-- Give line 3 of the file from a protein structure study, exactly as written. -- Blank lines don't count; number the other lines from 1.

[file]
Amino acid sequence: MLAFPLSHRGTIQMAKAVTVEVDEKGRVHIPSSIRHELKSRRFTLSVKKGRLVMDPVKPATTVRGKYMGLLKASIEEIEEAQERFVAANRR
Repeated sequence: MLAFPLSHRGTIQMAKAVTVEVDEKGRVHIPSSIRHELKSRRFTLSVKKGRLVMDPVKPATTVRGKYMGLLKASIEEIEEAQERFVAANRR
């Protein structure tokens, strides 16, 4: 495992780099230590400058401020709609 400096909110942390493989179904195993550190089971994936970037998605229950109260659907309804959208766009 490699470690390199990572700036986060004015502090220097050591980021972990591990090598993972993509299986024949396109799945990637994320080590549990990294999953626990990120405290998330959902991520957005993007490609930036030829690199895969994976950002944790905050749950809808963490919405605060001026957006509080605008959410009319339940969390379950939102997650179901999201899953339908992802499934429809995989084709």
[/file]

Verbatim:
């Protein structure tokens, strides 16, 4: 495992780099230590400058401020709609 400096909110942390493989179904195993550190089971994936970037998605229950109260659907309804959208766009 490699470690390199990572700036986060004015502090220097050591980021972990591990090598993972993509299986024949396109799945990637994320080590549990990294999953626990990120405290998330959902991520957005993007490609930036030829690199895969994976950002944790905050749950809808963490919405605060001026957006509080605008959410009319339940969390379950939102997650179901999201899953339908992802499934429809995989084709």